IN THE CORRIDORS

With the contact group on the SCCF underway, and negotiations on the Secretariat�s programme budget picking up pace, some observers decided to call Wednesday the "show us the money" day. This had probably less to do with the contact group discussions, and more to do with the informal meeting of delegates attempting to figure out their burden sharing arrangements to implement their "strong political commitment to climate change funding for developing countries, " made over two years ago during COP-6 part II. Meanwhile in New York, negotiations took place in the second committee of the UNGA on a request to fund UNFCCC conference services from the regular UN budget, which according to one delegate is expected to result in a precedent-setting vote later today.

THINGS TO LOOK FOR TODAY

COP PLENARY: The COP will meet in Plenary I at 10:00 am, and again at 3:00 pm, to address the review of implementation of commitments and of other provisions of the UNFCCC, Annex I national communications, and the report of the CDM EB.

CONTACT GROUPS: Contact groups of the SBSTA and SBI will meet to address LULUCF good practice guidance, the IPCC TAR, methodological work under the UNFCCC and Protocol, technology transfer, the programme budget, and the SCCF.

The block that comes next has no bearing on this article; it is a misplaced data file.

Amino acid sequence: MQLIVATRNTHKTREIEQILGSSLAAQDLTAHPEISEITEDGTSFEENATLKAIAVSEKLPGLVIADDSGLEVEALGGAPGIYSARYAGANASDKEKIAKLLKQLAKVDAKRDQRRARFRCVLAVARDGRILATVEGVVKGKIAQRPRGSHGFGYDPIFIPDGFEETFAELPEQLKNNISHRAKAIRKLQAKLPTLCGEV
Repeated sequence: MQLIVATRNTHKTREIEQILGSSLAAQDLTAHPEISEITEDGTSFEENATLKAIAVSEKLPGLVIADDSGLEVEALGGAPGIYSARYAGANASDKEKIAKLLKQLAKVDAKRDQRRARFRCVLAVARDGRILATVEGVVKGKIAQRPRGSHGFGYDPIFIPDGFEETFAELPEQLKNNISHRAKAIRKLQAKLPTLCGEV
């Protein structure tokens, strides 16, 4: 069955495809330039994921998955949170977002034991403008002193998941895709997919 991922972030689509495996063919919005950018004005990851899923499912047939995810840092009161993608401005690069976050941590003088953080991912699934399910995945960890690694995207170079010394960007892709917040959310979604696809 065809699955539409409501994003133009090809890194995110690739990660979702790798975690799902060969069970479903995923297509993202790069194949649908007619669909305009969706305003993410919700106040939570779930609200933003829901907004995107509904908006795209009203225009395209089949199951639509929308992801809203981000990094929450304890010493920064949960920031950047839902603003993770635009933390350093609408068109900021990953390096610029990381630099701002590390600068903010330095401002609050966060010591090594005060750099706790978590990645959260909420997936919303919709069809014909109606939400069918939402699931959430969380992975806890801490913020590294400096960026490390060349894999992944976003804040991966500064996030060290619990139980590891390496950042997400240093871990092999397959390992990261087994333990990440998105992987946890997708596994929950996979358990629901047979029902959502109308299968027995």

This issue of the Earth Negotiations Bulletin � enb@iisd.org is written and edited by Mar�a Guti�rrez maria@iisd.org, Dagmar Lohan, Ph.D. dagmar@iisd.org, Lisa Schipper lisa@iisd.org, Richard Sherman rsherman@iisd.org, and Hugh Wilkins hugh@iisd.org. The Digital Editor is Leslie Paas leslie@iisd.org. The Editor is Pamela S. Chasek, Ph.D. pam@iisd.org and the Director of IISD Reporting Services is Langston James "Kimo" Goree VI kimo@iisd.org. The Sustaining Donors of the Bulletin are the Government of the United States of America (through the Department of State Bureau of Oceans and International Environmental and Scientific Affairs), the Government of Canada (through CIDA, DFAIT and Environment Canada), the Swiss Agency for Environment, Forests and Landscape (SAEFL), the United Kingdom (through the Department for International Development - DFID and Department for Environment Food and Rural Affairs - DEFRA), the Danish Ministry of Foreign Affairs, and the Government of Germany (through the German Federal Ministry of Environment - BMU, and the German Federal Ministry of Development Cooperation - BMZ). General Support for the Bulletin during 2003 is provided by the United Nations Environment Programme (UNEP), the Government of Australia, the Ministry of Environment and the Ministry of Foreign Affairs of Sweden, the Ministry of Foreign Affairs of Norway, Swan International, the Japanese Ministry of Environment (through the Institute for Global Environmental Strategies - IGES) the Japanese Ministry of Economy, Trade and Industry (through the Global Industrial and Social Progress Research Institute - GISPRI). The opinions expressed in the Earth Negotiations Bulletin are those of the authors and do not necessarily reflect the views of IISD or other donors. Excerpts from the Earth Negotiations Bulletin may be used in non-commercial publications with appropriate academic citation. For information on the Bulletin, including requests to provide reporting services, contact the Director of IISD Reporting Services at kimo@iisd.org, +1-212-644-0217 or 212 East 47th St. #21F, New York, NY 10017, USA.